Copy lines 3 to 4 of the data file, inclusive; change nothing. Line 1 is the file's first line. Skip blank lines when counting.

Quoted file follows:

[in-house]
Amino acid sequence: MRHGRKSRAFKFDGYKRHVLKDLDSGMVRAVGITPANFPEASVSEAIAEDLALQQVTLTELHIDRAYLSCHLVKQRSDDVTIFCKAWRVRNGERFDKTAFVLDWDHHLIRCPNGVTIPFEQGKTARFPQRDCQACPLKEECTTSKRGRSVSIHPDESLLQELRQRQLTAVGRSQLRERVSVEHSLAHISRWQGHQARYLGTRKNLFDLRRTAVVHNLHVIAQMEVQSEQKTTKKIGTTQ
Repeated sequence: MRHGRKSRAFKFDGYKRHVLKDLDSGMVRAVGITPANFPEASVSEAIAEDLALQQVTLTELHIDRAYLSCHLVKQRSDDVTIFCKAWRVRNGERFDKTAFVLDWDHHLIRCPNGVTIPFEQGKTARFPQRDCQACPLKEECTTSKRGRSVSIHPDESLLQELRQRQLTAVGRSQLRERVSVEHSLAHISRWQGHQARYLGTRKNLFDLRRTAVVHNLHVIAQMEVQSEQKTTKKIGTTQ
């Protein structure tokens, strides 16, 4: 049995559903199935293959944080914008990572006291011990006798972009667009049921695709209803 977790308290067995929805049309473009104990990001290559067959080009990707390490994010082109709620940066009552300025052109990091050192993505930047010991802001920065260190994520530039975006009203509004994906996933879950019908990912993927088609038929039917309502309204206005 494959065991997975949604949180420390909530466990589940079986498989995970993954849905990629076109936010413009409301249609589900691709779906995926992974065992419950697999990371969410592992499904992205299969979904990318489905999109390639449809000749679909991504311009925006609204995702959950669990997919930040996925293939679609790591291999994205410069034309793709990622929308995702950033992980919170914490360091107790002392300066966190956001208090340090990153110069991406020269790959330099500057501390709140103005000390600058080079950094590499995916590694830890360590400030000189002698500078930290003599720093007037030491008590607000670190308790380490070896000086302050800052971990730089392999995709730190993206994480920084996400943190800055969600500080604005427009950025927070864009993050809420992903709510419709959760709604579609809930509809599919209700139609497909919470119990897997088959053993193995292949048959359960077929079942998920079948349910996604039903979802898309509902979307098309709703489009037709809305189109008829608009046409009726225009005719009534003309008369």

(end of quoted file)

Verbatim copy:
Repeated sequence: MRHGRKSRAFKFDGYKRHVLKDLDSGMVRAVGITPANFPEASVSEAIAEDLALQQVTLTELHIDRAYLSCHLVKQRSDDVTIFCKAWRVRNGERFDKTAFVLDWDHHLIRCPNGVTIPFEQGKTARFPQRDCQACPLKEECTTSKRGRSVSIHPDESLLQELRQRQLTAVGRSQLRERVSVEHSLAHISRWQGHQARYLGTRKNLFDLRRTAVVHNLHVIAQMEVQSEQKTTKKIGTTQ
């Protein structure tokens, strides 16, 4: 049995559903199935293959944080914008990572006291011990006798972009667009049921695709209803 977790308290067995929805049309473009104990990001290559067959080009990707390490994010082109709620940066009552300025052109990091050192993505930047010991802001920065260190994520530039975006009203509004994906996933879950019908990912993927088609038929039917309502309204206005 494959065991997975949604949180420390909530466990589940079986498989995970993954849905990629076109936010413009409301249609589900691709779906995926992974065992419950697999990371969410592992499904992205299969979904990318489905999109390639449809000749679909991504311009925006609204995702959950669990997919930040996925293939679609790591291999994205410069034309793709990622929308995702950033992980919170914490360091107790002392300066966190956001208090340090990153110069991406020269790959330099500057501390709140103005000390600058080079950094590499995916590694830890360590400030000189002698500078930290003599720093007037030491008590607000670190308790380490070896000086302050800052971990730089392999995709730190993206994480920084996400943190800055969600500080604005427009950025927070864009993050809420992903709510419709959760709604579609809930509809599919209700139609497909919470119990897997088959053993193995292949048959359960077929079942998920079948349910996604039903979802898309509902979307098309709703489009037709809305189109008829608009046409009726225009005719009534003309008369």